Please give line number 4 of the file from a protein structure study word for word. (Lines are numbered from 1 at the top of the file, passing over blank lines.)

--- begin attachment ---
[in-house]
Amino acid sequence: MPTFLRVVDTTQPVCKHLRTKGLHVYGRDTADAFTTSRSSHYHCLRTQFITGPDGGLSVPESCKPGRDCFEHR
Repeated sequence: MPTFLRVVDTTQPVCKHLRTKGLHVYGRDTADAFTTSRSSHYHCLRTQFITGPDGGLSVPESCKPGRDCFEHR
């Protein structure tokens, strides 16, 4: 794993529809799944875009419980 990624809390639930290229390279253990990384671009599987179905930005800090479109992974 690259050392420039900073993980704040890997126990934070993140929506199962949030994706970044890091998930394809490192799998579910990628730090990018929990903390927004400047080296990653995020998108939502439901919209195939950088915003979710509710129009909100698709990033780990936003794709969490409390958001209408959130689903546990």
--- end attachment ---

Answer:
């Protein structure tokens, strides 16, 4: 794993529809799944875009419980 990624809390639930290229390279253990990384671009599987179905930005800090479109992974 690259050392420039900073993980704040890997126990934070993140929506199962949030994706970044890091998930394809490192799998579910990628730090990018929990903390927004400047080296990653995020998108939502439901919209195939950088915003979710509710129009909100698709990033780990936003794709969490409390958001209408959130689903546990």